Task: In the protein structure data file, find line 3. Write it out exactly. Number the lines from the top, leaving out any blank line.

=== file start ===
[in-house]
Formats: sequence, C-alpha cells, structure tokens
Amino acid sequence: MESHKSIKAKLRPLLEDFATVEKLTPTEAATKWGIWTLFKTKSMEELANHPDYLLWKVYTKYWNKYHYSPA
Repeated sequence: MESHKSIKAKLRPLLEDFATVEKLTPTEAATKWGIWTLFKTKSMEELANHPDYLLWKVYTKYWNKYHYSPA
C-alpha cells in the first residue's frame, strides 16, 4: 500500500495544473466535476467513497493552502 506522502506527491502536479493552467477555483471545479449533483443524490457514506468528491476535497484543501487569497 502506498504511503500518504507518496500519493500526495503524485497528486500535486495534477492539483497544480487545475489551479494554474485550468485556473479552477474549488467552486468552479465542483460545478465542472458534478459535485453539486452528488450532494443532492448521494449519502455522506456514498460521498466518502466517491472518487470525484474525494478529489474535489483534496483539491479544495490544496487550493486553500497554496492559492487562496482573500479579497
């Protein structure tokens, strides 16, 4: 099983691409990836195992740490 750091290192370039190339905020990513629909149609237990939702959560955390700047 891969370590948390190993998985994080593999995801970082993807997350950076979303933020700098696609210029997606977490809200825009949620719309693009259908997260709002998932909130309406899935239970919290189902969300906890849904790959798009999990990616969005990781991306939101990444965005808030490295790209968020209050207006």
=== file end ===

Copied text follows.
Amino acid sequence: MESHKSIKAKLRPLLEDFATVEKLTPTEAATKWGIWTLFKTKSMEELANHPDYLLWKVYTKYWNKYHYSPA